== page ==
Social Media Tags

Ohadcy edited this page Apr 18, 2017 · 26 revisions

You can add buttons to your webpage to share information on the recipient's Facebook feed, or on their Twitter account. The user will click the button, will then be usually asked to log on to the respective account (Facebook or Twitter), and then a message will be posted in the user's name.

You can do this either directly with the Facebook or Twitter JavaScript infrastructures, or rely on XMPL tags.

The following entry provides details about these tags. The basic "index.html" contains examples for using the share tags.

Sharing through Twitter

Sharing through Twitter is very simple. You can set the message and ask to refer to a URL. Usually the URL will lead to the company site or campaign. You can defo personalize the message based on the recipient data.

Consider the following example from "index.html":

<a xmp-twitter-share
   xmp-shared-text="[attribute] I am {{ xmp.r['First Name']}} {{ xmp.r['Last Name']}}, and i approve this URL">

The anchor element has three attributes forming the Twitter sharing functionality:

  1. xmp-twitter-share - the basic attribute making this element a Twitter sharing element.
  2. xmp-url - the URL to put in the message for reference. It will appear as a link in the tweet.
  3. xmp-shared-text - the shared tweet message. Notice how personalized data is used, with the regular ADOR literal references.

You can also use xmp-twitter-share as an element, instead of an attribute:

      xmp-shared-text="[element] I am {{ xmp.r['First Name']}} {{ xmp.r['Last Name']}}, and i approve this URL"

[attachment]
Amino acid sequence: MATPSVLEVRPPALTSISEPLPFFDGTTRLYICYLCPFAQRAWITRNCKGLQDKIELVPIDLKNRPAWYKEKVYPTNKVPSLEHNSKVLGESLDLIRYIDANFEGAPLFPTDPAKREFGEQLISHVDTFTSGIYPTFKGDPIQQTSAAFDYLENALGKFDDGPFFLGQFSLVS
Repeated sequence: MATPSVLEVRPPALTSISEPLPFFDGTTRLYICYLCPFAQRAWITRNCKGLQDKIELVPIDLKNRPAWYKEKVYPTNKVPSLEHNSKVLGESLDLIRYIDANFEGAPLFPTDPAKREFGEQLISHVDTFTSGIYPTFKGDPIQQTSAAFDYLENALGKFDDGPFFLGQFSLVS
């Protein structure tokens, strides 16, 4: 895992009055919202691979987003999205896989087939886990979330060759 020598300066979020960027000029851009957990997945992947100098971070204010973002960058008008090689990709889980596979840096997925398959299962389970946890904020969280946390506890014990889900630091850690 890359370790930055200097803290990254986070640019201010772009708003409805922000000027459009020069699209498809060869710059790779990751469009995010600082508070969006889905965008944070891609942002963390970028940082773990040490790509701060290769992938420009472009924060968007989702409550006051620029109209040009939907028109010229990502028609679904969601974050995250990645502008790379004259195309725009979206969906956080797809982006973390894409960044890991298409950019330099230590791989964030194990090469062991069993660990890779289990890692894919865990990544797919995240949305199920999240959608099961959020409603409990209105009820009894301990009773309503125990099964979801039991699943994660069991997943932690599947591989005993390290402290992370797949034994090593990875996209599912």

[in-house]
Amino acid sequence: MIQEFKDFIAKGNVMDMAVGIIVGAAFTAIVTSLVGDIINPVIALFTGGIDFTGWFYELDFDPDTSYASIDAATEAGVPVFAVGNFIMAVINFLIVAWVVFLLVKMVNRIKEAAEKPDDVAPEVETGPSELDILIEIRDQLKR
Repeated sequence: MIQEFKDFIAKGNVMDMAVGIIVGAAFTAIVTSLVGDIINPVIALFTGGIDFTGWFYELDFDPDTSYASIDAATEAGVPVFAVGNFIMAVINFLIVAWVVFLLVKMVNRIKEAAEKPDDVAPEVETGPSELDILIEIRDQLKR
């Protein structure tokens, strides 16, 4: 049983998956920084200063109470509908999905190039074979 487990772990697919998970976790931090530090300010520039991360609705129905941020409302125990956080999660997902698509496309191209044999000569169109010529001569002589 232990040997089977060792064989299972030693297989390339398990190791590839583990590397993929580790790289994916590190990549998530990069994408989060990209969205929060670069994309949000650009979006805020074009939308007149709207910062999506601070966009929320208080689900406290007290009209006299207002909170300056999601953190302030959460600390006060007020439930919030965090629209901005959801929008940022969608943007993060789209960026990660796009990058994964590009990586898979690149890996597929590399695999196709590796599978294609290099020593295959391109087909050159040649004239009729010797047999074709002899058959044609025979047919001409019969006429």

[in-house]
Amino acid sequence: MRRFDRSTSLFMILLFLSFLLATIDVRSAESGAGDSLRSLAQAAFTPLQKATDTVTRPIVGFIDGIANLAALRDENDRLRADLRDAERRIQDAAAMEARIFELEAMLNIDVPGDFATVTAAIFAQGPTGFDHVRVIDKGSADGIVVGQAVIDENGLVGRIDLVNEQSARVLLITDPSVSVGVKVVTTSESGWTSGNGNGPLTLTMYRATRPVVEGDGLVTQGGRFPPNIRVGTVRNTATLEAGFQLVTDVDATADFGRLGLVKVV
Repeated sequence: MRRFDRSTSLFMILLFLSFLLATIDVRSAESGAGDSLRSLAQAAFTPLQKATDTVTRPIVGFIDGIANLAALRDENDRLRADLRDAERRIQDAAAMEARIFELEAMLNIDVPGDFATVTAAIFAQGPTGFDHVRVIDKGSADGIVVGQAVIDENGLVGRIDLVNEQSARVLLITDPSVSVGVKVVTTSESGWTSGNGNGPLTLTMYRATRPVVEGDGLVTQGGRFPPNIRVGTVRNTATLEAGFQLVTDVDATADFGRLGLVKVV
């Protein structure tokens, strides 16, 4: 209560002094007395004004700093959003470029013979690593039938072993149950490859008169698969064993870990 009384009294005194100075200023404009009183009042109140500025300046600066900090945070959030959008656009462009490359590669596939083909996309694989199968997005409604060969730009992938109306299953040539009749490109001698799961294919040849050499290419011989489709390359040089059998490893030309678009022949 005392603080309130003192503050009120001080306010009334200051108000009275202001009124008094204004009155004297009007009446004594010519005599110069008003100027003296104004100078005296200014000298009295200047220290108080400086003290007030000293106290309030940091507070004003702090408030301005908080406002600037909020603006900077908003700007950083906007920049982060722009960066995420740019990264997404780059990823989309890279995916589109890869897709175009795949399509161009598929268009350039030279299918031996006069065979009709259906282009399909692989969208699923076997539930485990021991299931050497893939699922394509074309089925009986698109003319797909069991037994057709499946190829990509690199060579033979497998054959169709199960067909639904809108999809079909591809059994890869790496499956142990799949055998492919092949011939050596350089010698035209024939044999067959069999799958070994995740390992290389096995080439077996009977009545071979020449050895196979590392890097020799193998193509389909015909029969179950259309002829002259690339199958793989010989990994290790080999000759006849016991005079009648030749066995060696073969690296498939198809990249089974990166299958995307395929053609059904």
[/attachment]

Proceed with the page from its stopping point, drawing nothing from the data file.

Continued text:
The result is identical.

Posting on Facebook Feed

XMPL provides a tag for the recipient to post a preset message on their Facebook feed. It is almost as simple as creating a Twitter share, other than Facebook requiring the posting 3rd party (namely, our website) to identify itself. This requires Facebook registration and launching the share from a particular registered domain. We'll discuss this later. First let's look at the HTML to add.

Form "index.html":

<button type="button" class="btn xmp-facebook-share-btn" 
    xmp-appID = "THE_APP_ID"
    xmp-caption = "registration page"
    xmp-name = "uCreate Digital Rocks"
    xmp-description = "uCreate Digital is XMPie web tech"
    xmp-target-link = "http://localhost:8080/register.html"
    xmp-thumbnail = "http://localhost:8080/images/{{xmp.r['Image2']}}"

When the user clicks this button a dialog appears asking to share. The behind the scenes XMPL tags use the Facebook feed dialog method. Facebook provides a thorough explanation of this here.

Let's look into the button attributes:

  1. xmp-facebook-share - the basic attribute making this a Facebook feed post button.
  2. xmp-appID - the posting application ID. This will be an ID issued by Facebook for the posting entity application. We will create one later.
  3. xmp-caption - the title to appear below the link (defined with xmp-target-link). It should describe the link. This tag is optional and if not provided will be filled with the URL link.
  4. xmp-name - the name of the link attachment. It is the top title of the message.